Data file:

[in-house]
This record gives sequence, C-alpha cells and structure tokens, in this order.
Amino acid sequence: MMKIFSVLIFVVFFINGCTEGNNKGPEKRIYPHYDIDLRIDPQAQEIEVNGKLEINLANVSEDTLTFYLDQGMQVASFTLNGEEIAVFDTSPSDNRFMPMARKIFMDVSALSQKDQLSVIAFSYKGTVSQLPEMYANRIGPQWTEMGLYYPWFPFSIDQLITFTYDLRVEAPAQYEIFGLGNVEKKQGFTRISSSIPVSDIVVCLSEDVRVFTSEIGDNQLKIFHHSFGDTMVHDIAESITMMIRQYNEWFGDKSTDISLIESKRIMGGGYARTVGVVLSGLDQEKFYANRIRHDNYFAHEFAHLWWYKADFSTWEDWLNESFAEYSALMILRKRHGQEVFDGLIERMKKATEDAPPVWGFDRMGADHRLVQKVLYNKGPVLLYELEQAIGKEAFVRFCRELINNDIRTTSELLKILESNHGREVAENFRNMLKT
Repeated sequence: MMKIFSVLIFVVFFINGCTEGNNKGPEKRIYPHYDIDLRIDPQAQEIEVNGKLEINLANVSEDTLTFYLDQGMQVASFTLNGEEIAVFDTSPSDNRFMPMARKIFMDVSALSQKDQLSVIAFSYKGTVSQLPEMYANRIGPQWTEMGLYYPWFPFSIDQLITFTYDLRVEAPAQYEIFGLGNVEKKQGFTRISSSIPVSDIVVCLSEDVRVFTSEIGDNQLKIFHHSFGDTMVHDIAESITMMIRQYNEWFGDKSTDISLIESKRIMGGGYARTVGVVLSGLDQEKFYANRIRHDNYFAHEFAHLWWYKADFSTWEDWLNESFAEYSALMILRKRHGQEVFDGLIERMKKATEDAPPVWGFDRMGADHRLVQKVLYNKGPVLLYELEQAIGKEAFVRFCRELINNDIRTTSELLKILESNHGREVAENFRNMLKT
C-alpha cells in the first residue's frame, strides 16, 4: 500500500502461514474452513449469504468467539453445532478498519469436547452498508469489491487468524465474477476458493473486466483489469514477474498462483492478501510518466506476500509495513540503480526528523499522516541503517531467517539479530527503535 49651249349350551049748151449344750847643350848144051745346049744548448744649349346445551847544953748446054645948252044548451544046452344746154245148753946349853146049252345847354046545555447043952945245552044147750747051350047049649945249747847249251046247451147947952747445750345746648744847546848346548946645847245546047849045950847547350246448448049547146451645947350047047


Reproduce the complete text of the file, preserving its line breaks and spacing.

[in-house]
This record gives sequence, C-alpha cells and structure tokens, in this order.
Amino acid sequence: MMKIFSVLIFVVFFINGCTEGNNKGPEKRIYPHYDIDLRIDPQAQEIEVNGKLEINLANVSEDTLTFYLDQGMQVASFTLNGEEIAVFDTSPSDNRFMPMARKIFMDVSALSQKDQLSVIAFSYKGTVSQLPEMYANRIGPQWTEMGLYYPWFPFSIDQLITFTYDLRVEAPAQYEIFGLGNVEKKQGFTRISSSIPVSDIVVCLSEDVRVFTSEIGDNQLKIFHHSFGDTMVHDIAESITMMIRQYNEWFGDKSTDISLIESKRIMGGGYARTVGVVLSGLDQEKFYANRIRHDNYFAHEFAHLWWYKADFSTWEDWLNESFAEYSALMILRKRHGQEVFDGLIERMKKATEDAPPVWGFDRMGADHRLVQKVLYNKGPVLLYELEQAIGKEAFVRFCRELINNDIRTTSELLKILESNHGREVAENFRNMLKT
Repeated sequence: MMKIFSVLIFVVFFINGCTEGNNKGPEKRIYPHYDIDLRIDPQAQEIEVNGKLEINLANVSEDTLTFYLDQGMQVASFTLNGEEIAVFDTSPSDNRFMPMARKIFMDVSALSQKDQLSVIAFSYKGTVSQLPEMYANRIGPQWTEMGLYYPWFPFSIDQLITFTYDLRVEAPAQYEIFGLGNVEKKQGFTRISSSIPVSDIVVCLSEDVRVFTSEIGDNQLKIFHHSFGDTMVHDIAESITMMIRQYNEWFGDKSTDISLIESKRIMGGGYARTVGVVLSGLDQEKFYANRIRHDNYFAHEFAHLWWYKADFSTWEDWLNESFAEYSALMILRKRHGQEVFDGLIERMKKATEDAPPVWGFDRMGADHRLVQKVLYNKGPVLLYELEQAIGKEAFVRFCRELINNDIRTTSELLKILESNHGREVAENFRNMLKT
C-alpha cells in the first residue's frame, strides 16, 4: 500500500502461514474452513449469504468467539453445532478498519469436547452498508469489491487468524465474477476458493473486466483489469514477474498462483492478501510518466506476500509495513540503480526528523499522516541503517531467517539479530527503535 49651249349350551049748151449344750847643350848144051745346049744548448744649349346445551847544953748446054645948252044548451544046452344746154245148753946349853146049252345847354046545555447043952945245552044147750747051350047049649945249747847249251046247451147947952747445750345746648744847546848346548946645847245546047849045950847547350246448448049547146451645947350047047